Within the R. argyrotaenia group the only other species possessing a bright yellow caudal-fin is R. aurotaenia but R. dusonensis can be distinguished from it by possessing a subpeduncular stripe (vs. lacking in R. aurotaenia), sharply-contrasted midlateral and supralateral stripes with discrete edges and the light area between them almost completely lacking pigment (vs. stripes with indistinct edges and the light area partially-pigmented), and a more slender body with depth fitting 4.0–4.8 times in SL (vs. 3.7–4.0).

The identity of R. argyrotaenia itself is uncertain with the type series consisting of fish from several localities and possibly comprising multiple taxa.

As currently recognised it occurs in Java (the type locality), Sumatra, Borneo and the Malay Peninsula but this distribution represents an assemblage which will eventually be split into several species (Kottelat, 2012).

Rasbora is among the more speciose genera in the family Cyprinidae with members distributed throughout much of Southeast Asia.

The last major review of the genus was published by Brittan (1954) in which the species were arranged into eight groups (referred to as ‘species complexes’ by the author) and it has long been recognised as a ‘catch-all’ polyphyletic grouping because no synapomorphy has been proposed to diagnose it.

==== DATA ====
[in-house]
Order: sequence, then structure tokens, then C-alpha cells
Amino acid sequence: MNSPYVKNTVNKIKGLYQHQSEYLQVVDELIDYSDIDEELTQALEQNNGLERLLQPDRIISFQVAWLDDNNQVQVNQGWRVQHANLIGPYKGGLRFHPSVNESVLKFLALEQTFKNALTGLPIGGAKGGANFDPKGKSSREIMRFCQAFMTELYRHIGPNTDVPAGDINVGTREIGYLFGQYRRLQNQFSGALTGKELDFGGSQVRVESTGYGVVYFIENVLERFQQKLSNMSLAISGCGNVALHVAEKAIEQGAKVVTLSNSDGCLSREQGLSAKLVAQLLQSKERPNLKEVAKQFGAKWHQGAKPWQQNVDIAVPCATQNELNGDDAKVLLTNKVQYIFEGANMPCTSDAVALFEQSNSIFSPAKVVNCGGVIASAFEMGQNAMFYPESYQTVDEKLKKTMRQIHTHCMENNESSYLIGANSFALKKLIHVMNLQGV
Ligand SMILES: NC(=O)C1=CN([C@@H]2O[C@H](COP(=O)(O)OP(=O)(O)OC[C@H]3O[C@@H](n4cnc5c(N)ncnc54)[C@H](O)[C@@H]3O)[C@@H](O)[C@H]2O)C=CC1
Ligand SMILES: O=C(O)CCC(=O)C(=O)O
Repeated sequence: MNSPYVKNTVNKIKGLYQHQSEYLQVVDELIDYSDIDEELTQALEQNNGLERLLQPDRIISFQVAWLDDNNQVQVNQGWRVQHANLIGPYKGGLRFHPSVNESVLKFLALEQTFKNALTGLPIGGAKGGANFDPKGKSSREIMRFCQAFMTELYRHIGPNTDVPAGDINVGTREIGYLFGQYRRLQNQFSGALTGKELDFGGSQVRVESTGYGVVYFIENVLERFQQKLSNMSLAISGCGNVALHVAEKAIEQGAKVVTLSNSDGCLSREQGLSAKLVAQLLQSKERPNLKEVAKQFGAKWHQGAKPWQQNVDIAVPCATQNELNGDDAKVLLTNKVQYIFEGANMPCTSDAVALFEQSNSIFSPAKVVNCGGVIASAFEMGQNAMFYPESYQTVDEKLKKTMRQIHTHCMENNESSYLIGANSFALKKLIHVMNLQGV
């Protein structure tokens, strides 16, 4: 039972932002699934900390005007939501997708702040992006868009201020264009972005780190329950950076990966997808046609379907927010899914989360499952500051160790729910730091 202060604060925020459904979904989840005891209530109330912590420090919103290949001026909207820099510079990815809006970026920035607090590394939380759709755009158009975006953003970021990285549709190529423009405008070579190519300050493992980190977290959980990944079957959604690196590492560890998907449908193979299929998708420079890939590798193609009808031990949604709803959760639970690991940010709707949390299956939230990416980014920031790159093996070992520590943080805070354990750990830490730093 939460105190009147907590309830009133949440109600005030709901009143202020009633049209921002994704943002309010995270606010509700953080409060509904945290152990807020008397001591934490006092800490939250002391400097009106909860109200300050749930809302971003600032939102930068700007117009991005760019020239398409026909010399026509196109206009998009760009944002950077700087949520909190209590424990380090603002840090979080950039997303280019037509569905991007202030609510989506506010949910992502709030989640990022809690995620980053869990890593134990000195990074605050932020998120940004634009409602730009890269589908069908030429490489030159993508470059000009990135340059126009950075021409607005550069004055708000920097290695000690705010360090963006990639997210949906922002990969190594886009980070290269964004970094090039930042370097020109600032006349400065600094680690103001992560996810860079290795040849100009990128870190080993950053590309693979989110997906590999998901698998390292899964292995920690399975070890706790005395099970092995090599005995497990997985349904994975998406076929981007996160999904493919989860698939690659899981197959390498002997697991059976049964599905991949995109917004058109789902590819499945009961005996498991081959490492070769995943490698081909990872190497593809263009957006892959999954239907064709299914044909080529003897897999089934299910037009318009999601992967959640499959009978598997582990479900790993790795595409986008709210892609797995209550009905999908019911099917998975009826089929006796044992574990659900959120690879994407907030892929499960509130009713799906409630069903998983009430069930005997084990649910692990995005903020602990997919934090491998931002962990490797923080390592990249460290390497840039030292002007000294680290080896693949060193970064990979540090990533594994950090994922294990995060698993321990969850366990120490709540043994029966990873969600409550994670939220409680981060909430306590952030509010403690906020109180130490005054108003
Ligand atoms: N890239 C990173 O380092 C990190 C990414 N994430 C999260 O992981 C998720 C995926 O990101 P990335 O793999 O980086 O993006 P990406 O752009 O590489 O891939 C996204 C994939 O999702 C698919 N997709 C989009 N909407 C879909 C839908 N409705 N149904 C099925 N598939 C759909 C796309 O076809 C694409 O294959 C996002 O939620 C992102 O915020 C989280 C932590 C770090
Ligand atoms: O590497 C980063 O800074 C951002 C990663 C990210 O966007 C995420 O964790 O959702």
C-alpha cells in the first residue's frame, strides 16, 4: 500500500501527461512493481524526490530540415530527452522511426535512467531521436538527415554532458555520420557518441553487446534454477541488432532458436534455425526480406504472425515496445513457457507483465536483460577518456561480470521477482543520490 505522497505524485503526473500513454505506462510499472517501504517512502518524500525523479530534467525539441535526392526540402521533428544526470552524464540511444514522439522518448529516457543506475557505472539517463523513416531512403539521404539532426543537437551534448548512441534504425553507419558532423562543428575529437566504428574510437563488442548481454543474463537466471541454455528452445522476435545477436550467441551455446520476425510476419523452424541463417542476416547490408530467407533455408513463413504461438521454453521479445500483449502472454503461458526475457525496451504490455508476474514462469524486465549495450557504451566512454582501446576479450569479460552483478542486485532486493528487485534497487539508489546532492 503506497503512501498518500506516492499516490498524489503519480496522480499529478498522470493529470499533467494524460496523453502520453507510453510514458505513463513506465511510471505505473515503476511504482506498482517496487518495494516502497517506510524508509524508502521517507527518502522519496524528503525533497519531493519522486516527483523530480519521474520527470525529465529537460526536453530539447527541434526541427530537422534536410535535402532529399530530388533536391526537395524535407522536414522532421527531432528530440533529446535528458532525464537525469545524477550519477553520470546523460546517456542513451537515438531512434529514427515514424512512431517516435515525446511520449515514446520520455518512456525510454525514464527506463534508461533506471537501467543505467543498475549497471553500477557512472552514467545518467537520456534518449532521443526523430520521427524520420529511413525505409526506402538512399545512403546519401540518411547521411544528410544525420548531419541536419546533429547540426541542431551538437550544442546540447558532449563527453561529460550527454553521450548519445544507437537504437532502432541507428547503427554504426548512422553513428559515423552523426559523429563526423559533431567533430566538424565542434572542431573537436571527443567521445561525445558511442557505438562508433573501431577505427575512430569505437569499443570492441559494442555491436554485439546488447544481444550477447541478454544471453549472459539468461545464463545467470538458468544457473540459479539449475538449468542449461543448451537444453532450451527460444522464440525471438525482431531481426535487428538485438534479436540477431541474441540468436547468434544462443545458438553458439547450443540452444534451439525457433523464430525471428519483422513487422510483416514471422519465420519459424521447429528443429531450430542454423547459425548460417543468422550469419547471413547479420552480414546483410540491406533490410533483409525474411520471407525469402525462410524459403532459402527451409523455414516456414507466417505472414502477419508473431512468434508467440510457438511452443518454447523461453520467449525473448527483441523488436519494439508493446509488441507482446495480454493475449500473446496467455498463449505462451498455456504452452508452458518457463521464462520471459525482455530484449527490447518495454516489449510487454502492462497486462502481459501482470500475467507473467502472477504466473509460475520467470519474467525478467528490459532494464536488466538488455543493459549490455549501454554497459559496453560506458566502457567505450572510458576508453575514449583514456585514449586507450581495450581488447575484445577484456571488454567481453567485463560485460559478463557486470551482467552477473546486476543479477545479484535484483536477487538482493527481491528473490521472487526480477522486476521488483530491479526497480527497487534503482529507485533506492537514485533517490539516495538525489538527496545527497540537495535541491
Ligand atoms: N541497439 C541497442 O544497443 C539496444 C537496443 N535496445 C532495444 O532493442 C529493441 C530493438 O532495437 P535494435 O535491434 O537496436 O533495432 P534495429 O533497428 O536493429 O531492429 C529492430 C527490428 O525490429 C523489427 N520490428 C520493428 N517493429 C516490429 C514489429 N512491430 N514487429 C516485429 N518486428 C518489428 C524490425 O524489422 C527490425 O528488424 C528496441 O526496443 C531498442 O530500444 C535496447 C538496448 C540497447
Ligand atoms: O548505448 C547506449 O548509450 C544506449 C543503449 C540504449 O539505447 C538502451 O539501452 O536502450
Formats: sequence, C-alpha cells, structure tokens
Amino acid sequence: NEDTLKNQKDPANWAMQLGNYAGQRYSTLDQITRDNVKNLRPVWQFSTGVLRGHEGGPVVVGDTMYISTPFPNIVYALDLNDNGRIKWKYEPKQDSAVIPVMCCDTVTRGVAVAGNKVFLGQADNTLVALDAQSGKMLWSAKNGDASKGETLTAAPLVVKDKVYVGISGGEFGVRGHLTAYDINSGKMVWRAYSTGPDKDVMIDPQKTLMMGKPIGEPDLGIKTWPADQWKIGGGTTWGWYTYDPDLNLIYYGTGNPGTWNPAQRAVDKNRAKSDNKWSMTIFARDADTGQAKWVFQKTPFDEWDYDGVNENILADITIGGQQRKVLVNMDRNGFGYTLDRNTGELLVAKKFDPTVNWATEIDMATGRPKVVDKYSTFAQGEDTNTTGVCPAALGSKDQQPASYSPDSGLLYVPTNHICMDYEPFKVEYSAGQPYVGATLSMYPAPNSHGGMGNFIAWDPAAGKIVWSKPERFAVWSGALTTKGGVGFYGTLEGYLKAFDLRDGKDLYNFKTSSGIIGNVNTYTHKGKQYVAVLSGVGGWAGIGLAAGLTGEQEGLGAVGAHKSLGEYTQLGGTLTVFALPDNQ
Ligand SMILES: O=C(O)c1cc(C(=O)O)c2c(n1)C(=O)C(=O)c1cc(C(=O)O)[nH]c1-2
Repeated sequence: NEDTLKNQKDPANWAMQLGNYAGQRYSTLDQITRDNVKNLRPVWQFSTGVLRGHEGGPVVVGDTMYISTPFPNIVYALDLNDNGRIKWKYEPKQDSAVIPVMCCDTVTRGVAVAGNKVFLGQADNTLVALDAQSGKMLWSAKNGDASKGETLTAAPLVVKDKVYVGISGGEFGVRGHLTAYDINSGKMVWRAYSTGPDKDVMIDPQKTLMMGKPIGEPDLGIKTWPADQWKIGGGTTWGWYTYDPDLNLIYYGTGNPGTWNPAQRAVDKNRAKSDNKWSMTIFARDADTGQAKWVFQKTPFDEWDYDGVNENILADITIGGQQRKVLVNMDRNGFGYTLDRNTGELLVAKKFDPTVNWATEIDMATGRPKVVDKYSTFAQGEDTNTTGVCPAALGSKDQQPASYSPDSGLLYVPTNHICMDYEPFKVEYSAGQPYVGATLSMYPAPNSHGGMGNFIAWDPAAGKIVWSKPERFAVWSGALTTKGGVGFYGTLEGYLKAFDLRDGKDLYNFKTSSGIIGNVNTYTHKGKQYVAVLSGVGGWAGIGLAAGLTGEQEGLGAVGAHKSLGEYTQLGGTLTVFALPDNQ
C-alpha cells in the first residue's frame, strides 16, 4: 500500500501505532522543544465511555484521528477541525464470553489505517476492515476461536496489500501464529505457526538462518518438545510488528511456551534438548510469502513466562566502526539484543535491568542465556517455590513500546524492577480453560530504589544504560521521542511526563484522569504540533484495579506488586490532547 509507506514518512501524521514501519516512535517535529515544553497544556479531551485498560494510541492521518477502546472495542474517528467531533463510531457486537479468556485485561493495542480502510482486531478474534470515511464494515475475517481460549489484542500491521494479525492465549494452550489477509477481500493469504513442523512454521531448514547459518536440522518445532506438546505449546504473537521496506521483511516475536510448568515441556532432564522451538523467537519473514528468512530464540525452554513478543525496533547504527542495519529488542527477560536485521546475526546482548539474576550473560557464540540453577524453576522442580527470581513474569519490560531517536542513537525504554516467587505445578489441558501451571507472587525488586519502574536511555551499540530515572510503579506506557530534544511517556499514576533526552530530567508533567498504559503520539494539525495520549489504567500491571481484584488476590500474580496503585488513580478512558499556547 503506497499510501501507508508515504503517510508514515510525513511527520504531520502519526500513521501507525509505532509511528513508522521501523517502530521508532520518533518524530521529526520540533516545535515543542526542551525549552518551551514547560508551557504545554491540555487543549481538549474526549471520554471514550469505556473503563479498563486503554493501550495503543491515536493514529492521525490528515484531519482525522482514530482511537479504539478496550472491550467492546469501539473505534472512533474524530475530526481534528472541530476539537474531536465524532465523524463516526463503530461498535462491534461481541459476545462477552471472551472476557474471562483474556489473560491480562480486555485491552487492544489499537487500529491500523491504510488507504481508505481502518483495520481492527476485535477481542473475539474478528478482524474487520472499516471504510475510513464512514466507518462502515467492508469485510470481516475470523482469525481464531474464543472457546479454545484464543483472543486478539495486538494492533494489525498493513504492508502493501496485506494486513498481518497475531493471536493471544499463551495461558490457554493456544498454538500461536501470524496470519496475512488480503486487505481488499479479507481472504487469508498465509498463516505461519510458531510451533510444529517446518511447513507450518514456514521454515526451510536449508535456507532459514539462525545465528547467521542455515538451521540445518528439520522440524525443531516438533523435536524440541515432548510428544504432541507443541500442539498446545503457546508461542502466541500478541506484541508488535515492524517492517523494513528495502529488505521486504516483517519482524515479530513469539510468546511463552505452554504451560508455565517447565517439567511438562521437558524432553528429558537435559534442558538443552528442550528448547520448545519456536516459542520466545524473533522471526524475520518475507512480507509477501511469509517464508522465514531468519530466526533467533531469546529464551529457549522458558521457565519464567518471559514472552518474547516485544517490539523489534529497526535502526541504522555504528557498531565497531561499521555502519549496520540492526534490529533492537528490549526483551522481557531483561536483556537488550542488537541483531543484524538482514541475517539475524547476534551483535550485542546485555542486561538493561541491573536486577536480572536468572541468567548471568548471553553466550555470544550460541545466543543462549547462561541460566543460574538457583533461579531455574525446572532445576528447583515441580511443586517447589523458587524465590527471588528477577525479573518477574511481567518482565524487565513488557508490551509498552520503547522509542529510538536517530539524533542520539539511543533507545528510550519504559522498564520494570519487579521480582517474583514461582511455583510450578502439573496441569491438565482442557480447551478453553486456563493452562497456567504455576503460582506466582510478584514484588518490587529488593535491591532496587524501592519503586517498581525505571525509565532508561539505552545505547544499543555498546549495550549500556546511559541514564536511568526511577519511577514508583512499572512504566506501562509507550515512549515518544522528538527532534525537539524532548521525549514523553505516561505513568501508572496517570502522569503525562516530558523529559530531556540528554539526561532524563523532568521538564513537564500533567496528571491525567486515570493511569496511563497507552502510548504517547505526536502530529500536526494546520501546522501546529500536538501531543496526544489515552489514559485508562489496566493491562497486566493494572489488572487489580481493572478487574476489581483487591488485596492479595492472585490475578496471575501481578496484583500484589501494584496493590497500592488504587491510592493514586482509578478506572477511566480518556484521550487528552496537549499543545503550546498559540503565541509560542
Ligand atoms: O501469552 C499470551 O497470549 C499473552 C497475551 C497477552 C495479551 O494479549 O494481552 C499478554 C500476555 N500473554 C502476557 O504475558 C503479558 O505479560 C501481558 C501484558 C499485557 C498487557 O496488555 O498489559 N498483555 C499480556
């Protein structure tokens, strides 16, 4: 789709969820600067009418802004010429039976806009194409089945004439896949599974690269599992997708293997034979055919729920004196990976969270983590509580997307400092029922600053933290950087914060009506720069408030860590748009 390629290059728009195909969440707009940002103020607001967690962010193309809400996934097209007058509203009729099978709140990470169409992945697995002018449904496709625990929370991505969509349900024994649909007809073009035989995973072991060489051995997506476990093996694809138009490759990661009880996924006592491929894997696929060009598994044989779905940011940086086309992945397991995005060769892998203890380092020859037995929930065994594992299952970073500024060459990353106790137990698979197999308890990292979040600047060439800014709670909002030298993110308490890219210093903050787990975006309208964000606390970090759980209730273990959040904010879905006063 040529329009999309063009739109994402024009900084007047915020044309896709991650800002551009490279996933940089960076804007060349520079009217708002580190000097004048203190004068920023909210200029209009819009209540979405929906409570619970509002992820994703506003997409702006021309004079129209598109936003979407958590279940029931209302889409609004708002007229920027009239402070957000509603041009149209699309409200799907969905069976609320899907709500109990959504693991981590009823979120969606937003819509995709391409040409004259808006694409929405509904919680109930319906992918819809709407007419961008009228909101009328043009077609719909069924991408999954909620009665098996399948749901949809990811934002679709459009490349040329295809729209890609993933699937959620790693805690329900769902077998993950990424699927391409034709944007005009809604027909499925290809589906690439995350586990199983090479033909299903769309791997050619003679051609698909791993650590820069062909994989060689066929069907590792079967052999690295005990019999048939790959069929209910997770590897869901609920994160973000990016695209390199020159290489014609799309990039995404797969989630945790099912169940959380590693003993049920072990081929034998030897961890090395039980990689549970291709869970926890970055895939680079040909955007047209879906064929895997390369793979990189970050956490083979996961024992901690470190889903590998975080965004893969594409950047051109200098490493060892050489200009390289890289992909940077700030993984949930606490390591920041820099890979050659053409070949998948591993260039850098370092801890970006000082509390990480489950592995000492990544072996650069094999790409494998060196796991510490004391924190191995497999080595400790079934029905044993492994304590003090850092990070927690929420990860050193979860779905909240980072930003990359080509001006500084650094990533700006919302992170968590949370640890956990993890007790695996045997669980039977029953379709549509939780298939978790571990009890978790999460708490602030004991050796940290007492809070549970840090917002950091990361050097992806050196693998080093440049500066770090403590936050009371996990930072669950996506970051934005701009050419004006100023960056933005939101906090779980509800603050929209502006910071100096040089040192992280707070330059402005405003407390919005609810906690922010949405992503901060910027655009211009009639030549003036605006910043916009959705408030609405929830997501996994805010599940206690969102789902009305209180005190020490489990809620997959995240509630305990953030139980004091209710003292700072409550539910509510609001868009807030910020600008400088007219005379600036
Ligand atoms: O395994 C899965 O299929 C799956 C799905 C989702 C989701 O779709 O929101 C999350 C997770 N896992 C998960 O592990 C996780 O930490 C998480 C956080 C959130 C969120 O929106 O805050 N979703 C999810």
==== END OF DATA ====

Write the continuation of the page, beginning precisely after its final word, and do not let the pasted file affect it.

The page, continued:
Brittan diagnosed the genus by the following combination of characters: presence of a symphyseal knob on the lower jaw; three pharyngeal tooth rows; one or two scales between the lateral-line scale row and pelvic-fin insertion; dorsal-fin insertion opposite to pelvic-fin insertion or slightly behind it; seven branched dorsal-fin rays and five branched anal-fin rays; absence of barbels.

A number of former members of Rasbora sensu Brittan have been placed in new genera by various authors, these including Rasboroides, Boraras, Trigonostigma and Sundadanio.

More recently Liao et al. (2010) conducted a morphological phylogenetic analysis of Rasbora and related genera with six clades (A-F) recognised in their results.

They erected four new genera, all containing former members of Rasbora, in order to preserve monophyly of Boraras, Horadandia, Rasbora, Rasboroides and Trigonostigma.

Clades A and B were monotypic with the species formerly known as R. brittani reclassified as Kottelatia brittani and R. dorsiocellata as Brevibora dorsiocellata, respectively (Brevibora currently contains two species).